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5 Lessons for Immigrants as Claudine Gay Emerges as Harvard’s 30th President

Harvard has announced its 30th president, according to The Harvard Gazette. The new president is Claudine Gay, a professor of democracy and political participation at the university’s Faculty of Arts and Science.

The Washington Post affirmed that Gay was the first black person and the second woman to become president in the university’s history.

Gay is known to be the daughter of Haitian immigrants, according to The Harvard Gazette.

Here are five exciting lessons from Claudine Gay’s rise to the presidency at Harvard.

1. Your race, skin color, or background is never an excuse.

Claudine Gay is a vivid reminder that anyone’s background, race, or colour, is not an excuse for mediocrity. 

Gay is the direct offspring of immigrants. However, being black did not derail her path to a bright future.

2. You need a solid track record to attain great heights.

“I am a believer in luck, and I 
find the harder I work, the more of it I have”
Thomas Jefferson

Claudine Gay’s emergence as president at Harvard is definitely the product of laudable and stellar achievements.

Below is a quick run-through of some of Claudine Gay’s track record:


    • Edgerley Family Dean of Harvard’s Faculty of Arts and Sciences 

    • Serves on the boards of the Pew Research Center, Phillips Exeter Academy, and the American Academy of Political and Social Science.

    • Ph.D. in government from Harvard and recipient of the Toppan Prize for best dissertation in political science.

    • Fellow at the Public Policy Institute of California

When it comes to luck, we all believe that some people are luckier than others, but Thomas Jefferson’s belief that the harder he worked, the luckier he became is apt.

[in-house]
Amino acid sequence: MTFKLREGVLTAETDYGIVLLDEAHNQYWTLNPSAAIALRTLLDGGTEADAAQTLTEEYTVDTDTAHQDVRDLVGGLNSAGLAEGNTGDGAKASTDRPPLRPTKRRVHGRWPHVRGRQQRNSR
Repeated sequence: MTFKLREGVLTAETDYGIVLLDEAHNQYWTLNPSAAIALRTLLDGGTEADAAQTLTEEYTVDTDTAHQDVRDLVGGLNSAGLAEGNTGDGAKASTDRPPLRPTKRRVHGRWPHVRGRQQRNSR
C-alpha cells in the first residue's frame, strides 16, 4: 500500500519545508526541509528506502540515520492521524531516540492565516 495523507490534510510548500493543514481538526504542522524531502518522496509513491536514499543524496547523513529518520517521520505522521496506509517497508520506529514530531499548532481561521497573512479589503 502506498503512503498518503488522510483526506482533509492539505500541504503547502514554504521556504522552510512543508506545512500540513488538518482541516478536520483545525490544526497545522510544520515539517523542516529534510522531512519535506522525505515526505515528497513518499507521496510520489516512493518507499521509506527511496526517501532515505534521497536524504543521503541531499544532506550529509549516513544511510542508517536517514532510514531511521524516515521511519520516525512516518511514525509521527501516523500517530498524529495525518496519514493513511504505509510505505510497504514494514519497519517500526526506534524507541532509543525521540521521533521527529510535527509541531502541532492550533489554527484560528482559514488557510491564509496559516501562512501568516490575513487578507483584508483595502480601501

This kind of luck is, without a doubt, the case with Claudine Gay.

3. An excellent attitude opens great doors

It’s impossible to detach a superb attitude from success. We have some important lessons to learn from Claudine Gay concerning this.

Harvard Gazette described the scholar as a “widely admired higher education leader and distinguished scholar of democracy and political participation.”

The word “admired” stands out. Gay has, without any speck of doubt, been an inspiring personality. Of course, people hardly admire cocky, self-centred fellows, right? 

Harvard Gazette also reports that Gay put in remarkable efforts to boost students’ financial aid during her tenure as dean.

Without a doubt, a track record of excellence will give those around you a chance to attest to your diligence, as they do for Claudine Gay.

4. Never trade your integrity for anything.

Reading through Harvard’s announcement of Professor Claudine Gay, one aspect of her career stood out: integrity. 

The Harvard Gazette documented the outgoing president’s attestation of Gay’s integrity. 

Larry Bacow says that Claudine is a person of bedrock integrity and that she will provide the strong moral compass necessary to lead Harvard.

That’s a mind-blowing remark from the outgoing president.

The virtue of integrity is even more important for immigrants. Your integrity is an asset that can aid your rise to the top, as it did for Claudine Gay.

5. Being nice is never a sign of weakness. 

It’s an attribute of a great leader to be good to those you lead. Being nice to people is an excellent approach to life, whether you’re a leader or a follower. 

Aside from the new president’s track record of excellence, being good is an exceptional virtue. 

“She will be a great Harvard president in no small part because she is such a good person,” Penny Pritzker said.

Final Word

The secrets of great people are no doubt revealed in their stories. 

As the days progress into months and years, we will still have much to learn from Claudine Gay, whom we can describe as an icon. 

From ambitious women to progressive immigrants, Mrs. Gay remains a role model. And the impressive testimonials from people who have worked with her are fascinating.

Once again, congratulations to Claudine Gay, the new president of Harvard. 

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Image Source: The Harvard Gazette

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